Data persistence is integral to the vast majority of web applications. Local storage has limitations and poses security risks, and SaaS options such as Firebase work well, but ultimately being able to understand how to structure, build, and query your own database are important skills for any full stack developer to have. For example, consider Twitter. Where are your username and password stored? Or perhaps where all of your Tweets might be fetched from? How does the application determine what Tweets are shown to you every time you log on? These operations are handled by a database. Databases are split into “relational” and “non-relational” types of databases, and each handles data and scaling in different manners. This article goes in depth with the difference between the two. This lesson will teach you about MongoDB, a popular NoSQL database.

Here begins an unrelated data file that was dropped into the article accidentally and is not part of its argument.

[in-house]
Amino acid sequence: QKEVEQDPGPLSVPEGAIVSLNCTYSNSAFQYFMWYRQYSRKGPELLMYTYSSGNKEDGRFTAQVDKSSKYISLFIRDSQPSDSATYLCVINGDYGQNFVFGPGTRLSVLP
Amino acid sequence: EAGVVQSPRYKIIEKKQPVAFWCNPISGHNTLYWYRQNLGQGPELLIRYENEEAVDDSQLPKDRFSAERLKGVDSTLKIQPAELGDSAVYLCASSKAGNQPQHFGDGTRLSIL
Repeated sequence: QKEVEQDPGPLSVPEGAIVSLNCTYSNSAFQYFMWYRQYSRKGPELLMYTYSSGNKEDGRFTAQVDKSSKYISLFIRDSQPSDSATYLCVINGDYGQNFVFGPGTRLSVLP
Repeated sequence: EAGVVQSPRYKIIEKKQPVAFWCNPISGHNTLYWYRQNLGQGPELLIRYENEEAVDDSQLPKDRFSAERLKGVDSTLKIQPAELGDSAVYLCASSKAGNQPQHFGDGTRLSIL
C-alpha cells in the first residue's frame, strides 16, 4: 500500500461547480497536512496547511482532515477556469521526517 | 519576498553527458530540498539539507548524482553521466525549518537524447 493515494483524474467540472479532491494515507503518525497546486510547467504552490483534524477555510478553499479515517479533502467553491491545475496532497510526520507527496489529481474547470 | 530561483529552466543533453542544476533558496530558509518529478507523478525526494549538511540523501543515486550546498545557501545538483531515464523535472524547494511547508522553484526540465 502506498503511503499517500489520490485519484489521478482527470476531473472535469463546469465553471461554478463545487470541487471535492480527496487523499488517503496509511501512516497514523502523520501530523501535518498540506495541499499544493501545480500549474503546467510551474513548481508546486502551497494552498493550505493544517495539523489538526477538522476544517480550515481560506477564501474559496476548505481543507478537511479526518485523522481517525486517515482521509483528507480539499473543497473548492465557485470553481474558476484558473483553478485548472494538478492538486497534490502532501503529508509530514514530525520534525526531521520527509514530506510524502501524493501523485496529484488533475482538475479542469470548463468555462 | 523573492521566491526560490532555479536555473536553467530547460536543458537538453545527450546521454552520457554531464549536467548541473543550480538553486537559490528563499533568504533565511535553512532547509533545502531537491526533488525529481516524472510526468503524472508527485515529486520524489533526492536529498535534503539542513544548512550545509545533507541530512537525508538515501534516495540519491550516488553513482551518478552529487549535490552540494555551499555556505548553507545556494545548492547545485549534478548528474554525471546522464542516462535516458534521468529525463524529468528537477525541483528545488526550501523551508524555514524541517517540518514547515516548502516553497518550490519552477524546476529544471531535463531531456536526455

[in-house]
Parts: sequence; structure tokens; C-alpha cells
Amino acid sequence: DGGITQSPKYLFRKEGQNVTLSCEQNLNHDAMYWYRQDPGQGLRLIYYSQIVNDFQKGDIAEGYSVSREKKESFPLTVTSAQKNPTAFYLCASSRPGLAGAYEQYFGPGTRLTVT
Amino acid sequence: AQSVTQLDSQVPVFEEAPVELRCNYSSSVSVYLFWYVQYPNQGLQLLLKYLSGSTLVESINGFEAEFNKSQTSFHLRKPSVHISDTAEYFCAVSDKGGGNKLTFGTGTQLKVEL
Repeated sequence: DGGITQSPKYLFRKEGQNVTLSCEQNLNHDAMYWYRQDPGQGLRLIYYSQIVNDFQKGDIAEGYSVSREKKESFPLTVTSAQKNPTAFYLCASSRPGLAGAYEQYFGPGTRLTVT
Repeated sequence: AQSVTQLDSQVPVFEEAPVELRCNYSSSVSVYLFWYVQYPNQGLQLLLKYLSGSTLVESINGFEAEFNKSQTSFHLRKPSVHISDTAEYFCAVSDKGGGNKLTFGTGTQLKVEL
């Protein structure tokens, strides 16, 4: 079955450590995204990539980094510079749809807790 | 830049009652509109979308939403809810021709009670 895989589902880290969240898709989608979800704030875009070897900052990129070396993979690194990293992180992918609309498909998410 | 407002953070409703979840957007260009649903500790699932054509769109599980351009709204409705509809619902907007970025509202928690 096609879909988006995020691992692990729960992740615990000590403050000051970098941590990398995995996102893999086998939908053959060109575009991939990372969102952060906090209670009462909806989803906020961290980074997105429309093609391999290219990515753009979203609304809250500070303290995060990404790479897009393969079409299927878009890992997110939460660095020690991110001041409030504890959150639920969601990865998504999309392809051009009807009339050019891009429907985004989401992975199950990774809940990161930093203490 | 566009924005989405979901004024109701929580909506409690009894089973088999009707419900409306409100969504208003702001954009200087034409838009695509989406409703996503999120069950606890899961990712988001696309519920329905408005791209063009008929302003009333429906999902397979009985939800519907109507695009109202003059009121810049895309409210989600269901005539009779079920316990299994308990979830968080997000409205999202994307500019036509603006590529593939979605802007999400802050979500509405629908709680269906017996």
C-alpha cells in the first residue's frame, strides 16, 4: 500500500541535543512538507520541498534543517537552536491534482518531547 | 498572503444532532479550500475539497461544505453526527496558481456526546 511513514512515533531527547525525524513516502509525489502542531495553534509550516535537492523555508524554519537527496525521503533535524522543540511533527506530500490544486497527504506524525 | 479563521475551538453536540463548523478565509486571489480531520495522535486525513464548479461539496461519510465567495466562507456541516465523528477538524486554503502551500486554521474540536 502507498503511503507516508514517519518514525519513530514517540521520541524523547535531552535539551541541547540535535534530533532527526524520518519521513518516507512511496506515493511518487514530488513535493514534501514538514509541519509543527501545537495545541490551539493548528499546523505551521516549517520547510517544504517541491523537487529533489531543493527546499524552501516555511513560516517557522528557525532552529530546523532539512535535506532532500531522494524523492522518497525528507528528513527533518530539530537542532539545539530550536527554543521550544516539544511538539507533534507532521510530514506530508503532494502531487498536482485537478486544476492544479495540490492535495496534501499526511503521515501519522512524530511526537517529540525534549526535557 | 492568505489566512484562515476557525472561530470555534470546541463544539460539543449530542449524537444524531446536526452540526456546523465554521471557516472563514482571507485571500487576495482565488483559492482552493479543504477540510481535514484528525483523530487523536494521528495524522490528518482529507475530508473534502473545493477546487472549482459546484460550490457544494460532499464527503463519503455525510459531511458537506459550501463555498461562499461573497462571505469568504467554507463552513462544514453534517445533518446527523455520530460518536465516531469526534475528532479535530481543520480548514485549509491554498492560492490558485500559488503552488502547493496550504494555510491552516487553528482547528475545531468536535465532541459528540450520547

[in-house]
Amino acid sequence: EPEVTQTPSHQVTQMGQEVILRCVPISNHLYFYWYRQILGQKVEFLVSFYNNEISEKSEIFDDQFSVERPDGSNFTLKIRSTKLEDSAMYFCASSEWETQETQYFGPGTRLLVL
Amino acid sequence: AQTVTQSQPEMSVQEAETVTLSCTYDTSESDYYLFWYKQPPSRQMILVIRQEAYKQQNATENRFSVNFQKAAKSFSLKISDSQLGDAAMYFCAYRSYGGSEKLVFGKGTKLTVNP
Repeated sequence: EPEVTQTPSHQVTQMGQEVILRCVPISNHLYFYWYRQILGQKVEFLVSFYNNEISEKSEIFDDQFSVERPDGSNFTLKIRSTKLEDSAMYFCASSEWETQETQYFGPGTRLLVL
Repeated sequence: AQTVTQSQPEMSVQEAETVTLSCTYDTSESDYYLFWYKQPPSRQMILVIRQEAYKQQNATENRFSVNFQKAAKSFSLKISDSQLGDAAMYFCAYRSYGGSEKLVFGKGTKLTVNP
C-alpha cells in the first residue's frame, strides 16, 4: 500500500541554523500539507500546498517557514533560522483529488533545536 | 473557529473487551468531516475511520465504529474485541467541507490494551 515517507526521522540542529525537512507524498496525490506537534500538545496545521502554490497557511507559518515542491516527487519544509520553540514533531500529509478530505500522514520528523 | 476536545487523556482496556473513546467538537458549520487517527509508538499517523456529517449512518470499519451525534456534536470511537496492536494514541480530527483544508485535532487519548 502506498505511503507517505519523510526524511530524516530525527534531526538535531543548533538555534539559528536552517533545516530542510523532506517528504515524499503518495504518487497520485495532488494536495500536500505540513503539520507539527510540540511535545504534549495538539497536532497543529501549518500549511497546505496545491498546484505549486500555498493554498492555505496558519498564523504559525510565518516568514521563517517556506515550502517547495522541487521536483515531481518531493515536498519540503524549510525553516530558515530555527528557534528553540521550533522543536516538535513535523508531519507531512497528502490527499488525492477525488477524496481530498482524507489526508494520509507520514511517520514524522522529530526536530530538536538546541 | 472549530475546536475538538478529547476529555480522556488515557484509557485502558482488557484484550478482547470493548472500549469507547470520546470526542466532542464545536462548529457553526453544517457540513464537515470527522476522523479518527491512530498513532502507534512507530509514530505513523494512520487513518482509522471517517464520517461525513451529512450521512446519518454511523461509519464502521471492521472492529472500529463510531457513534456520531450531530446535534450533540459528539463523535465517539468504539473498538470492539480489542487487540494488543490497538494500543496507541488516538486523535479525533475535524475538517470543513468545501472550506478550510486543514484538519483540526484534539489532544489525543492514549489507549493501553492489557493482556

By the end of this lesson, you should be able to do the following:
- Set up a database on MongoDB Atlas
- Use the
- Create, edit, and delete documents in a MongoDB database using the
Currently MongoDB is not available on Ubuntu 22.04 or it’s equivalent flavours. If you are using a 22.04-based distribution, keep this in mind when you get to the steps to installing MongoDB locally. There has been work done by the MongoDB team, but it has not yet been released. This note will be removed or updated when there is further news on the availability for 22.04 distributions.
- Take the entire MongoDB University “Introduction to MongoDB” course. This course will teach you the basics of MongoDB and the mongo shell. You will need to make an account.
This section contains questions for you to check your understanding of this lesson. If you’re having trouble answering the questions below on your own, review the material above to find the answer.